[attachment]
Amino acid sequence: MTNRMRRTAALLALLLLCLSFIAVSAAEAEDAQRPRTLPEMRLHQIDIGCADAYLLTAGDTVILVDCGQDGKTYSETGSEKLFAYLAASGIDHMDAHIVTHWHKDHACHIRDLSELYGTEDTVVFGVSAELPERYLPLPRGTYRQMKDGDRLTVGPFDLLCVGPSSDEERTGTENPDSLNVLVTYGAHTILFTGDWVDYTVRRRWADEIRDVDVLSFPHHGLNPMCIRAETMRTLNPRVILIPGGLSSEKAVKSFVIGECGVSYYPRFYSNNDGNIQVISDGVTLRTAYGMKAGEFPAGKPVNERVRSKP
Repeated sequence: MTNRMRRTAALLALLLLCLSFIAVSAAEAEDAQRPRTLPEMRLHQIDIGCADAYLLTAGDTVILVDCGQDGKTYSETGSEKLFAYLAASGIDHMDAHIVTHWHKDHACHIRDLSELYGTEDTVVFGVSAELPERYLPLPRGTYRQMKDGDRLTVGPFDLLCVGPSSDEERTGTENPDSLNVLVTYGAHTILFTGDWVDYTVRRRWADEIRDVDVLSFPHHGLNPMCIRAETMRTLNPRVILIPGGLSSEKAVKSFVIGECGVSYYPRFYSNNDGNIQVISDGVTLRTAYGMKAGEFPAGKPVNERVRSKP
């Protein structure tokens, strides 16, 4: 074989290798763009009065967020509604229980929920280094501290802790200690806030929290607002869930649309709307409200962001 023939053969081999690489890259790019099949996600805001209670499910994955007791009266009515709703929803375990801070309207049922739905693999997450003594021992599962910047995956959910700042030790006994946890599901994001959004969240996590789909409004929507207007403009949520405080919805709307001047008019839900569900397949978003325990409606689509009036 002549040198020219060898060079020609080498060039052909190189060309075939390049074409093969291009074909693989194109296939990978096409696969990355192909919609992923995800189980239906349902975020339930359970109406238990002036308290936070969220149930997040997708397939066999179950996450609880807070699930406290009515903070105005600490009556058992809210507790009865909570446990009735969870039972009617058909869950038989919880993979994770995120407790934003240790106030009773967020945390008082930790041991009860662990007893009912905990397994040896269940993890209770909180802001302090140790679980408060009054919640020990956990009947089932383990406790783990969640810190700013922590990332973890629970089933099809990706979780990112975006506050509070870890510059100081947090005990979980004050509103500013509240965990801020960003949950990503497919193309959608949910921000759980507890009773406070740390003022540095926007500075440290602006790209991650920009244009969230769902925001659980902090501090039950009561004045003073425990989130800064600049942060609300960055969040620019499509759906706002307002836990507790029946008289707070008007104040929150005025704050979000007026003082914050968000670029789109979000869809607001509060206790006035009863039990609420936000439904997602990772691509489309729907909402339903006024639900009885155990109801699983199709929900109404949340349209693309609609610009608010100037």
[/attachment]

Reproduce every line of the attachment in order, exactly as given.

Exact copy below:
Amino acid sequence: MTNRMRRTAALLALLLLCLSFIAVSAAEAEDAQRPRTLPEMRLHQIDIGCADAYLLTAGDTVILVDCGQDGKTYSETGSEKLFAYLAASGIDHMDAHIVTHWHKDHACHIRDLSELYGTEDTVVFGVSAELPERYLPLPRGTYRQMKDGDRLTVGPFDLLCVGPSSDEERTGTENPDSLNVLVTYGAHTILFTGDWVDYTVRRRWADEIRDVDVLSFPHHGLNPMCIRAETMRTLNPRVILIPGGLSSEKAVKSFVIGECGVSYYPRFYSNNDGNIQVISDGVTLRTAYGMKAGEFPAGKPVNERVRSKP
Repeated sequence: MTNRMRRTAALLALLLLCLSFIAVSAAEAEDAQRPRTLPEMRLHQIDIGCADAYLLTAGDTVILVDCGQDGKTYSETGSEKLFAYLAASGIDHMDAHIVTHWHKDHACHIRDLSELYGTEDTVVFGVSAELPERYLPLPRGTYRQMKDGDRLTVGPFDLLCVGPSSDEERTGTENPDSLNVLVTYGAHTILFTGDWVDYTVRRRWADEIRDVDVLSFPHHGLNPMCIRAETMRTLNPRVILIPGGLSSEKAVKSFVIGECGVSYYPRFYSNNDGNIQVISDGVTLRTAYGMKAGEFPAGKPVNERVRSKP
């Protein structure tokens, strides 16, 4: 074989290798763009009065967020509604229980929920280094501290802790200690806030929290607002869930649309709307409200962001 023939053969081999690489890259790019099949996600805001209670499910994955007791009266009515709703929803375990801070309207049922739905693999997450003594021992599962910047995956959910700042030790006994946890599901994001959004969240996590789909409004929507207007403009949520405080919805709307001047008019839900569900397949978003325990409606689509009036 002549040198020219060898060079020609080498060039052909190189060309075939390049074409093969291009074909693989194109296939990978096409696969990355192909919609992923995800189980239906349902975020339930359970109406238990002036308290936070969220149930997040997708397939066999179950996450609880807070699930406290009515903070105005600490009556058992809210507790009865909570446990009735969870039972009617058909869950038989919880993979994770995120407790934003240790106030009773967020945390008082930790041991009860662990007893009912905990397994040896269940993890209770909180802001302090140790679980408060009054919640020990956990009947089932383990406790783990969640810190700013922590990332973890629970089933099809990706979780990112975006506050509070870890510059100081947090005990979980004050509103500013509240965990801020960003949950990503497919193309959608949910921000759980507890009773406070740390003022540095926007500075440290602006790209991650920009244009969230769902925001659980902090501090039950009561004045003073425990989130800064600049942060609300960055969040620019499509759906706002307002836990507790029946008289707070008007104040929150005025704050979000007026003082914050968000670029789109979000869809607001509060206790006035009863039990609420936000439904997602990772691509489309729907909402339903006024639900009885155990109801699983199709929900109404949340349209693309609609610009608010100037």